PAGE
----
In the church but not of it…

I’ve been thinking further on the theme of the connection between old and new forms of Church. There’s a lot of talk about the kind of innovative ‘party church’ or house-group churches run by people like TallSkinnyKiwi, Alan Creech and many others; there’s lots of good stuff going on there. And there is another whole raft of people – me included – who have experimented with ‘new forms’ and ended up doing the ’emerging’ thing within the context of the traditional, or institutional Church.

But in both old forms and new there is suspicion and resistance about the form of Church that ‘we are not’. Traditional churches have always had their die-hards who wouldn’t countenance anything new. But there is also a tangible (and understandable) antipathy towards the traditional church among some proponents of Emerging/Emergent – often because it was bad experiences of church that pushed them not only into Emerging church, but into an independent setting as well.

For me, ‘Emerging’ within the context of a trad setting has at least 2 purposes –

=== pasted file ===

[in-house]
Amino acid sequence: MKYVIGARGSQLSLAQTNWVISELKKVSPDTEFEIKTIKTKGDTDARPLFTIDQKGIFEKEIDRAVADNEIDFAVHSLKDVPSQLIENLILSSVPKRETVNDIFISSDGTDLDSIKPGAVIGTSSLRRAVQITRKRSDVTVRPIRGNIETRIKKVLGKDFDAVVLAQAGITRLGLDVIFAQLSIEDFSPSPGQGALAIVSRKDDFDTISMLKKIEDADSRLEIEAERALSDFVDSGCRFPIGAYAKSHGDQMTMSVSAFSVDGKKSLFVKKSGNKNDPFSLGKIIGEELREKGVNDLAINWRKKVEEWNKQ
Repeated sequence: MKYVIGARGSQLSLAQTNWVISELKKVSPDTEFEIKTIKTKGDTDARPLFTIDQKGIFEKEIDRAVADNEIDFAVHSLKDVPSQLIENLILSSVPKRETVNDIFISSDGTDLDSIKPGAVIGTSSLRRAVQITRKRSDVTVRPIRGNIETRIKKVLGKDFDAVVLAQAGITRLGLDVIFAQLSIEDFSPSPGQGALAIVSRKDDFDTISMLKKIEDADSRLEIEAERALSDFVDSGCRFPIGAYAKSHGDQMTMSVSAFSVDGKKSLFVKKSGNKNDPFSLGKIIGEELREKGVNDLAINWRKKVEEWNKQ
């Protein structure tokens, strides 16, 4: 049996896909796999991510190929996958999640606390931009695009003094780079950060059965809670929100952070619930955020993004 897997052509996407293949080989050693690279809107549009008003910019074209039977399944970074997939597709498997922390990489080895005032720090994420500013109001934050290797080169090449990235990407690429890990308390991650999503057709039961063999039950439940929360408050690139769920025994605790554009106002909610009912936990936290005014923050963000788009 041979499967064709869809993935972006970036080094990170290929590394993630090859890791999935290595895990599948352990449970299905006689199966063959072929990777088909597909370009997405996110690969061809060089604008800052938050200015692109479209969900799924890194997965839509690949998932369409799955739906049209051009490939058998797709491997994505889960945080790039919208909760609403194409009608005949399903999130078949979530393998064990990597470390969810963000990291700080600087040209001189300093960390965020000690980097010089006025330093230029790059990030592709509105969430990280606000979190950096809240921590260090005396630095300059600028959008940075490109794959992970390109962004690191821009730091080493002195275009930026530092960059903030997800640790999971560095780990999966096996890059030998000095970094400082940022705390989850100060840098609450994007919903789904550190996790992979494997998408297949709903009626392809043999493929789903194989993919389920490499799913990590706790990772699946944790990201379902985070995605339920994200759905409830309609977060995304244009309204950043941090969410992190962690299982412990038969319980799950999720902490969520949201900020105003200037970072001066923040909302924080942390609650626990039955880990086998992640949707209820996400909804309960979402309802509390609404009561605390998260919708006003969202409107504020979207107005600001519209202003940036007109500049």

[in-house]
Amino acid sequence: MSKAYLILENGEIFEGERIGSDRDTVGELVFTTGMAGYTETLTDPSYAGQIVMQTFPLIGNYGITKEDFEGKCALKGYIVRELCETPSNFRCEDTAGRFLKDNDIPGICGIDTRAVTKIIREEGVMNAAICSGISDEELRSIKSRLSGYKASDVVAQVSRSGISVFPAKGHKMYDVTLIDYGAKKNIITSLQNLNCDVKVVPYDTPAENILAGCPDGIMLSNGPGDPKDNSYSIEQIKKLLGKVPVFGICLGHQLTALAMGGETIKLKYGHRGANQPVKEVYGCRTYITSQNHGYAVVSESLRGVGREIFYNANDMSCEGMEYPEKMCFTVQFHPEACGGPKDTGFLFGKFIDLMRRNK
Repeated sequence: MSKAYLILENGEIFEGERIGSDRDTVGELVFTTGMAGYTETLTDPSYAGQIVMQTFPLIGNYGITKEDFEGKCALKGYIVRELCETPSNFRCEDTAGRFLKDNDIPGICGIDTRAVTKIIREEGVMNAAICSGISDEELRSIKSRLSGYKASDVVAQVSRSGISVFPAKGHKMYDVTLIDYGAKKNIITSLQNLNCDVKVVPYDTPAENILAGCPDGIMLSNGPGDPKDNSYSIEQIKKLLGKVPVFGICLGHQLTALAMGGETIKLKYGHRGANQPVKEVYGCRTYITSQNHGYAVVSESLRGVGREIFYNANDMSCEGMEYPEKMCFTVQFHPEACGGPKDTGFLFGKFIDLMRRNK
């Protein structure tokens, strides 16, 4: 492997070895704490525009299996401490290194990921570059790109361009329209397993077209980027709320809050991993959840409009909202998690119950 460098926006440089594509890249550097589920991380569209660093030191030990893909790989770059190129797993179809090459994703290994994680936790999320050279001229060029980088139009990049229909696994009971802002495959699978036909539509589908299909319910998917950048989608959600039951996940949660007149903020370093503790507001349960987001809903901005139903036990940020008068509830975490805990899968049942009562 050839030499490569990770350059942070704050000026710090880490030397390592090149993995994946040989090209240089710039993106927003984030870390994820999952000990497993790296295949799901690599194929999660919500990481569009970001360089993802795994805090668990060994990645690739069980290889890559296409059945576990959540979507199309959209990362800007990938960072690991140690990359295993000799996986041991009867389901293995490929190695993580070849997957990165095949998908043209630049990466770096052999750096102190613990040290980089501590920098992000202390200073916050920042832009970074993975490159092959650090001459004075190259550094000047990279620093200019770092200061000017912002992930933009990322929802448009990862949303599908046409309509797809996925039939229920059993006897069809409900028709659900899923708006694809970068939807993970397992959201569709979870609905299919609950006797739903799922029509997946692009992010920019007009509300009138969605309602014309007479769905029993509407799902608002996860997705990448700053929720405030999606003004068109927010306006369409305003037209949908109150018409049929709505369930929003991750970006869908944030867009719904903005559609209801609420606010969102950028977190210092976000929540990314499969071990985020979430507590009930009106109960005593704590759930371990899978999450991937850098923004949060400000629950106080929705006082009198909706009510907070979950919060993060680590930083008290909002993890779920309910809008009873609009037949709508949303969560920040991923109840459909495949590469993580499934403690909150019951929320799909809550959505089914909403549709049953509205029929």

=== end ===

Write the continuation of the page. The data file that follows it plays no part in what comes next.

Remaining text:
a) I believe the whole Church needs to ’emerge’ into the present and the future,and b) I believe that both old and new forms of Church have treasures that they should share with each other. The experimental daring of new forms is a breath of fresh air to the tradition (in fact, the tradition is basically made up of a collection of daring experiments that have stood the test of time, so to reject things because they are new is a ridiculous bit of double-thinking). But the history, theology and stability of the tradition is a much stronger umbilical cord than Emerging groups would sometimes like to admit (especially if it’s just those traditions that have recently burned them).

There are good and bad renditions of both old and new forms. I long to see the visionaries, the pastors, the theologians, the teachers and the artists in both old and new connect up and share their treasures. We’ll all be richer if we do. But in both old and new forms of Church we need to resist the temptation to tribalism (the belief that only we have the right way of doing it) which is death to any church community. Maybe, to subvert St Paul’s phrase, we need to be “In the church, but not of it…”
Maggi is Chaplain at Robinson College, the University of Cambridge. She teaches and supervises on Modern Theology, and runs a fortnightly seminar in the Divinity Faculty on Worship, Theology and Music.